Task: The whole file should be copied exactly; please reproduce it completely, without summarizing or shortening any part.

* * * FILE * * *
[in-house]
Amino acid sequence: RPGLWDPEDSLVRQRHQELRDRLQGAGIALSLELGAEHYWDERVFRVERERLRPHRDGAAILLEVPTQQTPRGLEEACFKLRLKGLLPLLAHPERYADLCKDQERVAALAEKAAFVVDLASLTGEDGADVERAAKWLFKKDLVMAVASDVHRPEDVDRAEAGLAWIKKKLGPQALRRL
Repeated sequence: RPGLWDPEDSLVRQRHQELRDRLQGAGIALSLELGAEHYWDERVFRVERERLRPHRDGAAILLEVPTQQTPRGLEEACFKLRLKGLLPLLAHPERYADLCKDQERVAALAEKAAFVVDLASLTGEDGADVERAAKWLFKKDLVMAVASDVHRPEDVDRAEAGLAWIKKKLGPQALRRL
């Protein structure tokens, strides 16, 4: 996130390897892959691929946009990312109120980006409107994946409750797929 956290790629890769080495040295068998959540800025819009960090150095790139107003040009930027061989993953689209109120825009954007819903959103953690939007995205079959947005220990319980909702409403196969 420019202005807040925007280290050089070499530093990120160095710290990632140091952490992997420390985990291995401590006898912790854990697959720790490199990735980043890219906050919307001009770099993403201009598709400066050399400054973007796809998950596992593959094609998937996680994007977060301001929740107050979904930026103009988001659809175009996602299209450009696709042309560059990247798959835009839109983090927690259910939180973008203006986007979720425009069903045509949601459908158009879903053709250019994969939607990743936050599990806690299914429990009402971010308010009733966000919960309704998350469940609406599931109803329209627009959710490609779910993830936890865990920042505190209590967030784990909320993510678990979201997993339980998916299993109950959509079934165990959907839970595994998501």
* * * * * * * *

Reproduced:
[in-house]
Amino acid sequence: RPGLWDPEDSLVRQRHQELRDRLQGAGIALSLELGAEHYWDERVFRVERERLRPHRDGAAILLEVPTQQTPRGLEEACFKLRLKGLLPLLAHPERYADLCKDQERVAALAEKAAFVVDLASLTGEDGADVERAAKWLFKKDLVMAVASDVHRPEDVDRAEAGLAWIKKKLGPQALRRL
Repeated sequence: RPGLWDPEDSLVRQRHQELRDRLQGAGIALSLELGAEHYWDERVFRVERERLRPHRDGAAILLEVPTQQTPRGLEEACFKLRLKGLLPLLAHPERYADLCKDQERVAALAEKAAFVVDLASLTGEDGADVERAAKWLFKKDLVMAVASDVHRPEDVDRAEAGLAWIKKKLGPQALRRL
């Protein structure tokens, strides 16, 4: 996130390897892959691929946009990312109120980006409107994946409750797929 956290790629890769080495040295068998959540800025819009960090150095790139107003040009930027061989993953689209109120825009954007819903959103953690939007995205079959947005220990319980909702409403196969 420019202005807040925007280290050089070499530093990120160095710290990632140091952490992997420390985990291995401590006898912790854990697959720790490199990735980043890219906050919307001009770099993403201009598709400066050399400054973007796809998950596992593959094609998937996680994007977060301001929740107050979904930026103009988001659809175009996602299209450009696709042309560059990247798959835009839109983090927690259910939180973008203006986007979720425009069903045509949601459908158009879903053709250019994969939607990743936050599990806690299914429990009402971010308010009733966000919960309704998350469940609406599931109803329209627009959710490609779910993830936890865990920042505190209590967030784990909320993510678990979201997993339980998916299993109950959509079934165990959907839970595994998501």